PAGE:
Hurricane forecasts are about to get a whole lot worse
If You Can’t Find Dorian, Blame the New 5G Cellphone Networks
If you’ve been transfixed by the minute-by-minute tracking of Hurricane Dorian, thank a weather satellite. Data from weather satellites, weather stations and radar makes it possible for forecasters to use computer simulations to predict a hurricane’s path — and those predictions, though imperfect, help save lives. Yet, reports Salon, as forecasting technology continues to improve, it faces a big threat that could impede humanity’s ability to predict the path and intensity of category 5 hurricanes like Dorian: specifically, the onset of 5G cellular technology, the blazing-fast fifth-generation wireless cellular network that is being rolled out.
In May 2019, Neil Jacobs, the acting head of the National Oceanic and Atmospheric Administration (NOAA), testified before Capitol Hill that 5G wireless signals could seriously degrade forecasting accuracy. “This would degrade the forecast skill by up to 30%. If you look back in time to see when our forecast skill was roughly 30% less than it was today, it’s somewhere around 1980,” Jacobs said. “This would result in the reduction of hurricane track[ing] forecasts’ lead time by roughly two to three days.” A delay of two to three days could have a catastrophic effect on human life.
Still, these warnings haven’t swayed regulators nor the cell phone industry. In August, Sprint announced more cities would be added to its 5G rollout plan. AT&T already has 5G available to corporate customers in various cities. Verizon already offers 5G to customers and has plans to expand, too.
White America’s Real Debt to African-Americans
CityLab has uncovered a startling report from an even more startling source. It will end up costing the U.S. economy as much as $1 trillion between now and 2028 for the nation to maintain its longstanding black-white racial wealth gap, according to a report released this month from the global consultancy firm McKinsey & Company. If the gap widens, however, with white wealth growing at a faster rate than black wealth instead, it could end up costing the United States $1.5 trillion or 6% of GDP according to the firm. “Despite the progress black families have made in civic and economic life since the passage of the Civil Rights Act of 1964, they face systemic and cumulative barriers on the road to wealth building due to discrimination, poverty, and a shortage of social connections,” reads the report, “as both mechanisms and results of racial economic inequity.” Crucial to understanding how to close that gap—such that it can actually be closed—is grappling with how it was created in the first place. The McKinsey report identifies four components that perpetuate this gap—family wealth, family income, family savings and community context (a community’s collective public and private assets). Black families have not been able to build wealth due to “unmet needs and obstacles” across these four dimensions.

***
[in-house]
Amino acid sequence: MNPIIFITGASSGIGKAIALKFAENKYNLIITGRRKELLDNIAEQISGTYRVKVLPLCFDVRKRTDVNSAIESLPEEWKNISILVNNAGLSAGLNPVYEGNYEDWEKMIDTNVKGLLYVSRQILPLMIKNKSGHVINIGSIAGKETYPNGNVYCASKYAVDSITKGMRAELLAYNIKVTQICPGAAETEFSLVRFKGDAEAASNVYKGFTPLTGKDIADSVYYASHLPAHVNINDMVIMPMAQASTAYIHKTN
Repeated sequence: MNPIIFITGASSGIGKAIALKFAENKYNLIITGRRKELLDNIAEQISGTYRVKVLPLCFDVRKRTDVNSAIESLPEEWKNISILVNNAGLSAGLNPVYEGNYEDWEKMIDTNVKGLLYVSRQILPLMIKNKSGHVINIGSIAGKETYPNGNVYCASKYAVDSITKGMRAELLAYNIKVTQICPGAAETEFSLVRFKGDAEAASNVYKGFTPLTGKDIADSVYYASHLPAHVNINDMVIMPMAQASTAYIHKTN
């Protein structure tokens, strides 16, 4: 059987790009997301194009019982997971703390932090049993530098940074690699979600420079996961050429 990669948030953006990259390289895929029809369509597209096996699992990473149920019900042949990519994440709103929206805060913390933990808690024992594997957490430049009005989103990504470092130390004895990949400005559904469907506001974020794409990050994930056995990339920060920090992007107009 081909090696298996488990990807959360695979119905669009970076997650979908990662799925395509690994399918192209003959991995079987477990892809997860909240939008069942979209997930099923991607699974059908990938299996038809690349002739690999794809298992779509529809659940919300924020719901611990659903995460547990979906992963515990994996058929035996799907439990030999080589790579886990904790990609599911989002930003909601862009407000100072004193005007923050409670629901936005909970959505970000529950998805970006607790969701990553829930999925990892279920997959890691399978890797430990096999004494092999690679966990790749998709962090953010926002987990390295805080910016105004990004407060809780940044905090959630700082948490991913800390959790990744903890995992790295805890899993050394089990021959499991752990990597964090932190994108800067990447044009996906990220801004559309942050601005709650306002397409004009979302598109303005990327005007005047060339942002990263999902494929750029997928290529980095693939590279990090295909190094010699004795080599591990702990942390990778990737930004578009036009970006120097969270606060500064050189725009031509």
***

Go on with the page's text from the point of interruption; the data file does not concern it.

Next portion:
How TurboTax Games the Tax Law and Sticks Poor People With the Bill
The 2017 tax overhaul vastly expanded the number of people who could file simplified tax returns, a boon to millions of Americans. But the new law directly threatened the lucrative business of Intuit, the maker of TurboTax. Although the company draws in customers with the promise of a “free” product, its fortunes depend on getting as many customers as possible to pay. It had been regularly charging $100 or more for returns that included itemized deductions for mortgage interest and charitable donations. Under the new law, many wealthier taxpayers would no longer be filing that form, qualifying them to use the company’s free software. Intuit executives came up with a way to preserve the company’s hefty profit margins: It began charging more low-income people. Which ones? Individuals with disabilities, the unemployed and people who owe money on student loans, all of whom use tax forms that TurboTax previously included for free. The shift was described to ProPublica by two people familiar with the process.